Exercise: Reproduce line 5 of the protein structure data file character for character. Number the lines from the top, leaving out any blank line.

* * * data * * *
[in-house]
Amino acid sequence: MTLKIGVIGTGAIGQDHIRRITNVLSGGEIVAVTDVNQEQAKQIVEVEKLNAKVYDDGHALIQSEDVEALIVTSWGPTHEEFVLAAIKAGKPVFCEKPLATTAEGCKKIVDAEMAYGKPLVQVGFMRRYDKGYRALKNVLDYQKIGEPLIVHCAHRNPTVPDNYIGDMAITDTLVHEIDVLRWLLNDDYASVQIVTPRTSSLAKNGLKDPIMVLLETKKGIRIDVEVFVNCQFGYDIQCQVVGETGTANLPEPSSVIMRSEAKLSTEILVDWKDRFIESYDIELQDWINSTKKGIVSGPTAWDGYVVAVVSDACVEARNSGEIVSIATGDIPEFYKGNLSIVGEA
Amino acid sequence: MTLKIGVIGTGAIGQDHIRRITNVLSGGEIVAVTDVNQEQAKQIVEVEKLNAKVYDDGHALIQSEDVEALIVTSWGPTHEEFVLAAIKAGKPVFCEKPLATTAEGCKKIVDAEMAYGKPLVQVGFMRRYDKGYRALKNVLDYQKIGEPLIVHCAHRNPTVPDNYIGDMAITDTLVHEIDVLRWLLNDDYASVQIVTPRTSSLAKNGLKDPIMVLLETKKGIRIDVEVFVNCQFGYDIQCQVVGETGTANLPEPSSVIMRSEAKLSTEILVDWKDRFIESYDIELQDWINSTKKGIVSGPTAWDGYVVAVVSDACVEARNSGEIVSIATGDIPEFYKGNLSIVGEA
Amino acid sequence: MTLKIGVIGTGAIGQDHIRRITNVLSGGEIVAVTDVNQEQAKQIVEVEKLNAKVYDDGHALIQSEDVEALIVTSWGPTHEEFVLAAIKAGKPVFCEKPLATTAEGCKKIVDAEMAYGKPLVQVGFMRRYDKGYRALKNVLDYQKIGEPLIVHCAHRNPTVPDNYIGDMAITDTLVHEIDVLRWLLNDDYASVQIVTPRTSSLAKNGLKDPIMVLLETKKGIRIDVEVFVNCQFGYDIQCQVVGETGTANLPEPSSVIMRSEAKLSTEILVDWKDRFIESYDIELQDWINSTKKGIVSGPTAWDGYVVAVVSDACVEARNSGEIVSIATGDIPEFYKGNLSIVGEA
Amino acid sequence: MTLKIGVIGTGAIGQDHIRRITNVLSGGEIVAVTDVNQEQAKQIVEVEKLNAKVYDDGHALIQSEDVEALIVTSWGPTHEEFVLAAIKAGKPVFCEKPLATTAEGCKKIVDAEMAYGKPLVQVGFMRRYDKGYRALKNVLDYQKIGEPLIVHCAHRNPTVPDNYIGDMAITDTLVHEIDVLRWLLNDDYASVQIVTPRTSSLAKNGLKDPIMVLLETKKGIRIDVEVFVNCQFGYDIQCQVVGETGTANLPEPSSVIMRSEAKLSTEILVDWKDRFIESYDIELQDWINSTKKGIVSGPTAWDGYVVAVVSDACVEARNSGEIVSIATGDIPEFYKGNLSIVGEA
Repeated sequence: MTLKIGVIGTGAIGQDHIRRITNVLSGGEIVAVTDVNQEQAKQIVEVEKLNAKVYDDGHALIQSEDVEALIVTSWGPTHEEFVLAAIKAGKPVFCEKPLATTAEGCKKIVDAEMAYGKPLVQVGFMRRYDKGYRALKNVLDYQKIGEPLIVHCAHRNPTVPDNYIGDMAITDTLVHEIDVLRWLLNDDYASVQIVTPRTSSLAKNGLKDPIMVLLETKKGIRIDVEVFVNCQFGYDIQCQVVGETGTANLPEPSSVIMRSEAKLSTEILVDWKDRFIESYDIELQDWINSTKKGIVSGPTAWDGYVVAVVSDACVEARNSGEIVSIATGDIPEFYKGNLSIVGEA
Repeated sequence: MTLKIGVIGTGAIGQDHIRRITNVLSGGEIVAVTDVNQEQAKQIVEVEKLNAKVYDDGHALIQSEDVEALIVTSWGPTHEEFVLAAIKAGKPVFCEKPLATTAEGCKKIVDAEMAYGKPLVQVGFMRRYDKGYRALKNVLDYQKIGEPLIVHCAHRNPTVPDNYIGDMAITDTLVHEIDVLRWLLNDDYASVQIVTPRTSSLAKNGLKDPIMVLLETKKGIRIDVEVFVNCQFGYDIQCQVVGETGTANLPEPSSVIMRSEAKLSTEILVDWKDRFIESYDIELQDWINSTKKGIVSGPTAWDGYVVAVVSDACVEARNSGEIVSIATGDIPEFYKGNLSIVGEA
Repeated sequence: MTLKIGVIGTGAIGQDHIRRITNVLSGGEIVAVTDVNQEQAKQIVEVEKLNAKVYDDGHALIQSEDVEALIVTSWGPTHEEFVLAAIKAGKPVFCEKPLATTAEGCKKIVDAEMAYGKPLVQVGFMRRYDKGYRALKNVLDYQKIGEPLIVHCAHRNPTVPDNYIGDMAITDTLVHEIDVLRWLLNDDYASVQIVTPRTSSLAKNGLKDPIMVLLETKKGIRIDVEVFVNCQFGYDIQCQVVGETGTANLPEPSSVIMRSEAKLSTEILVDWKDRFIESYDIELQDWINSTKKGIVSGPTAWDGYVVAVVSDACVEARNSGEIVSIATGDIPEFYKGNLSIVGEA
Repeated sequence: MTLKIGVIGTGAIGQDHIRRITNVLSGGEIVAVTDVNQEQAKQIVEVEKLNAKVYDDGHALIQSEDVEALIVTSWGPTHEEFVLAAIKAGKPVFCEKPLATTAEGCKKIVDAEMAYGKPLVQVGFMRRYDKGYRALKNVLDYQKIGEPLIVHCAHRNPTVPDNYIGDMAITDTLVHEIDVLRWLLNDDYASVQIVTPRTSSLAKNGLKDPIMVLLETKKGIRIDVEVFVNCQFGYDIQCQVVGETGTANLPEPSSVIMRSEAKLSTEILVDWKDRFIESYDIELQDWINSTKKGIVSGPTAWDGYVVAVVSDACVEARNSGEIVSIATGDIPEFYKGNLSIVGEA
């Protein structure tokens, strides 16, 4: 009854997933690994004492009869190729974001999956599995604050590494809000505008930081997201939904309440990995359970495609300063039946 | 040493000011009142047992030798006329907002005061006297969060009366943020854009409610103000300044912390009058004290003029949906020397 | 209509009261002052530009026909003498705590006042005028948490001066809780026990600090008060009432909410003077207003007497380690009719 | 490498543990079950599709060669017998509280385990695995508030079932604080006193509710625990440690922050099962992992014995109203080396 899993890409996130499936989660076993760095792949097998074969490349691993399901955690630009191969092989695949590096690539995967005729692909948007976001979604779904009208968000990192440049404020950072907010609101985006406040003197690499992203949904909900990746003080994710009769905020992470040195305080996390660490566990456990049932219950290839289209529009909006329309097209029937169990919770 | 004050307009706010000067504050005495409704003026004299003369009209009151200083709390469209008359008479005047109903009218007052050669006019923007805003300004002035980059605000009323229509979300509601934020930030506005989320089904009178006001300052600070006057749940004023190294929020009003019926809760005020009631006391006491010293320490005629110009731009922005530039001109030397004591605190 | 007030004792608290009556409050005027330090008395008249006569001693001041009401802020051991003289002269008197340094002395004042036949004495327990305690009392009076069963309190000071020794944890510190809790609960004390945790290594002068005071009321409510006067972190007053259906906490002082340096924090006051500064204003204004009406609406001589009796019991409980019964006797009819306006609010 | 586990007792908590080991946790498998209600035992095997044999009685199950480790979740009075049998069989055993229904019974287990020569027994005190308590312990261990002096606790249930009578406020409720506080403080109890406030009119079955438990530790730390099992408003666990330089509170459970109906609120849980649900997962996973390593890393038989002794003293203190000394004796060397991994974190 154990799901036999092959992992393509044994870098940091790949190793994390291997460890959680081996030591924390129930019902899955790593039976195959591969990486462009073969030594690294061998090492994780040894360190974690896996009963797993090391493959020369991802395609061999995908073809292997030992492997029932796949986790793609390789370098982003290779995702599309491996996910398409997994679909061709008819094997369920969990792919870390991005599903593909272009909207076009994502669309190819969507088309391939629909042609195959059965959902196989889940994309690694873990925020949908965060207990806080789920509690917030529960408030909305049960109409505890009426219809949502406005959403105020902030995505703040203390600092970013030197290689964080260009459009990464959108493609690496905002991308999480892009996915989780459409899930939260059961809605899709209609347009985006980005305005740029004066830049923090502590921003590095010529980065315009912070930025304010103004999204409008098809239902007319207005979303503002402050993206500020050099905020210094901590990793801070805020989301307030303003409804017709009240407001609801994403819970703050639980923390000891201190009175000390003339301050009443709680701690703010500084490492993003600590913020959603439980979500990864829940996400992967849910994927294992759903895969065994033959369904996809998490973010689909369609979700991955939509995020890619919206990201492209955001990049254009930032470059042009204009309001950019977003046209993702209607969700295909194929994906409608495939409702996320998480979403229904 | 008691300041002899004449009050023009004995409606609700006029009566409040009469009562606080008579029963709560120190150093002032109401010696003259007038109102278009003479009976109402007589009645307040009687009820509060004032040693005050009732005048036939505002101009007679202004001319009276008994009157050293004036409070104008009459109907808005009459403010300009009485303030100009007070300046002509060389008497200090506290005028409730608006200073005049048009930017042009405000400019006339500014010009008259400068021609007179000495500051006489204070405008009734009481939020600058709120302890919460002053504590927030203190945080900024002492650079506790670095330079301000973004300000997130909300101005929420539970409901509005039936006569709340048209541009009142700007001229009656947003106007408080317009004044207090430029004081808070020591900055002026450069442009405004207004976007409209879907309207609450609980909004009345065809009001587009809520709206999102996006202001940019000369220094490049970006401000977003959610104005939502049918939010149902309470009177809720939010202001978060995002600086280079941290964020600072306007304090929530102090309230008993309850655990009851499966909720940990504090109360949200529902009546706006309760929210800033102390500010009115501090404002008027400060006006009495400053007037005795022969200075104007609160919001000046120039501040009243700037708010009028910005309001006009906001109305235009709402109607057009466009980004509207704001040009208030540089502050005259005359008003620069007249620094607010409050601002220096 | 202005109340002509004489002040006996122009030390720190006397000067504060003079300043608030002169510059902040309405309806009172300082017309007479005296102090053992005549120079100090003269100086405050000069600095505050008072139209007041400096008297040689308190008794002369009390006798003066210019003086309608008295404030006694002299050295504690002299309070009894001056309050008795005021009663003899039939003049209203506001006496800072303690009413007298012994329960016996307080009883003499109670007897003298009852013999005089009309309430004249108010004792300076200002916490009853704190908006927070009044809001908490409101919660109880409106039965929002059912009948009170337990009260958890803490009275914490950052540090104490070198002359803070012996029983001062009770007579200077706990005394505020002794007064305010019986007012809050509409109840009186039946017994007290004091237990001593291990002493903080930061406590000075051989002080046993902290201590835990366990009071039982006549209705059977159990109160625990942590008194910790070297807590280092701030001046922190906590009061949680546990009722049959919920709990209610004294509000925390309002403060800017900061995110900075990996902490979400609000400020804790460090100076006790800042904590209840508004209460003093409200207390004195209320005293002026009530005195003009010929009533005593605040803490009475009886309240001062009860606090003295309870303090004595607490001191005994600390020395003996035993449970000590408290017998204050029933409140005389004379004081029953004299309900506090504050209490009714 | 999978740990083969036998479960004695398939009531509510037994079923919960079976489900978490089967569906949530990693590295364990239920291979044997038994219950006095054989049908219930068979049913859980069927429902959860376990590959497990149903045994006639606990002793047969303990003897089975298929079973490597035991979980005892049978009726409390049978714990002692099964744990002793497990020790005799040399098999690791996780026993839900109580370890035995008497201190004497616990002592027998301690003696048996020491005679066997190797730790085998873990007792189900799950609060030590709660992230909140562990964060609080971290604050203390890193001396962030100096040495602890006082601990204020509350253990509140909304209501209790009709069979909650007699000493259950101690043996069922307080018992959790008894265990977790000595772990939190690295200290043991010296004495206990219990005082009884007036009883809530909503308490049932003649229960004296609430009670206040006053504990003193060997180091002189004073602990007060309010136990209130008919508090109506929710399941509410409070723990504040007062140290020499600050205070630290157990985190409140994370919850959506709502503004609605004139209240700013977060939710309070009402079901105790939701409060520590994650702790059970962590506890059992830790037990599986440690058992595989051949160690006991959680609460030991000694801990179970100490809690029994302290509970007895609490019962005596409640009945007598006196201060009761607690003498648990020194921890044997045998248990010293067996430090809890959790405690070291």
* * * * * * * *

Amino acid sequence: MTLKIGVIGTGAIGQDHIRRITNVLSGGEIVAVTDVNQEQAKQIVEVEKLNAKVYDDGHALIQSEDVEALIVTSWGPTHEEFVLAAIKAGKPVFCEKPLATTAEGCKKIVDAEMAYGKPLVQVGFMRRYDKGYRALKNVLDYQKIGEPLIVHCAHRNPTVPDNYIGDMAITDTLVHEIDVLRWLLNDDYASVQIVTPRTSSLAKNGLKDPIMVLLETKKGIRIDVEVFVNCQFGYDIQCQVVGETGTANLPEPSSVIMRSEAKLSTEILVDWKDRFIESYDIELQDWINSTKKGIVSGPTAWDGYVVAVVSDACVEARNSGEIVSIATGDIPEFYKGNLSIVGEA